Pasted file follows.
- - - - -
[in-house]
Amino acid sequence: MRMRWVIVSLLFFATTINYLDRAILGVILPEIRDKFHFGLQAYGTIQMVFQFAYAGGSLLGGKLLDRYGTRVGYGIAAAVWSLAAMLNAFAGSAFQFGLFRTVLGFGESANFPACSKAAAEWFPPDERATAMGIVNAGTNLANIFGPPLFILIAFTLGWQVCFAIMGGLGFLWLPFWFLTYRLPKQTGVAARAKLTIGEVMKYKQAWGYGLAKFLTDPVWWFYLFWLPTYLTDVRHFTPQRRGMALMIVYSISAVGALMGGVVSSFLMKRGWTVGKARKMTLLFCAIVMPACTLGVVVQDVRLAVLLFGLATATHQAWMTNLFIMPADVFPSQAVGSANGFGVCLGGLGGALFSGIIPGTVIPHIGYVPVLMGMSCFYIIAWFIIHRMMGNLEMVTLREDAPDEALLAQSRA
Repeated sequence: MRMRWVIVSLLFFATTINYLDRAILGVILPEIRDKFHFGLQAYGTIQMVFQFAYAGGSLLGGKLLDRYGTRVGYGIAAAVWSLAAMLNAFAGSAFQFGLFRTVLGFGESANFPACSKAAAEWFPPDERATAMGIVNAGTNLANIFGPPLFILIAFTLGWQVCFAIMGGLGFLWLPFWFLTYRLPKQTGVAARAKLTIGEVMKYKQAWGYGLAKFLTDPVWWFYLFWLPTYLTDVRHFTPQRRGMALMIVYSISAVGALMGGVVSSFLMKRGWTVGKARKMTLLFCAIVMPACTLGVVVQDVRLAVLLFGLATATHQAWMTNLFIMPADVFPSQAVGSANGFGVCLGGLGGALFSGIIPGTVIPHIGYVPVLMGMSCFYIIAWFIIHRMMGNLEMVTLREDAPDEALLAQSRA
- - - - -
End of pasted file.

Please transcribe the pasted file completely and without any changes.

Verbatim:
[in-house]
Amino acid sequence: MRMRWVIVSLLFFATTINYLDRAILGVILPEIRDKFHFGLQAYGTIQMVFQFAYAGGSLLGGKLLDRYGTRVGYGIAAAVWSLAAMLNAFAGSAFQFGLFRTVLGFGESANFPACSKAAAEWFPPDERATAMGIVNAGTNLANIFGPPLFILIAFTLGWQVCFAIMGGLGFLWLPFWFLTYRLPKQTGVAARAKLTIGEVMKYKQAWGYGLAKFLTDPVWWFYLFWLPTYLTDVRHFTPQRRGMALMIVYSISAVGALMGGVVSSFLMKRGWTVGKARKMTLLFCAIVMPACTLGVVVQDVRLAVLLFGLATATHQAWMTNLFIMPADVFPSQAVGSANGFGVCLGGLGGALFSGIIPGTVIPHIGYVPVLMGMSCFYIIAWFIIHRMMGNLEMVTLREDAPDEALLAQSRA
Repeated sequence: MRMRWVIVSLLFFATTINYLDRAILGVILPEIRDKFHFGLQAYGTIQMVFQFAYAGGSLLGGKLLDRYGTRVGYGIAAAVWSLAAMLNAFAGSAFQFGLFRTVLGFGESANFPACSKAAAEWFPPDERATAMGIVNAGTNLANIFGPPLFILIAFTLGWQVCFAIMGGLGFLWLPFWFLTYRLPKQTGVAARAKLTIGEVMKYKQAWGYGLAKFLTDPVWWFYLFWLPTYLTDVRHFTPQRRGMALMIVYSISAVGALMGGVVSSFLMKRGWTVGKARKMTLLFCAIVMPACTLGVVVQDVRLAVLLFGLATATHQAWMTNLFIMPADVFPSQAVGSANGFGVCLGGLGGALFSGIIPGTVIPHIGYVPVLMGMSCFYIIAWFIIHRMMGNLEMVTLREDAPDEALLAQSRA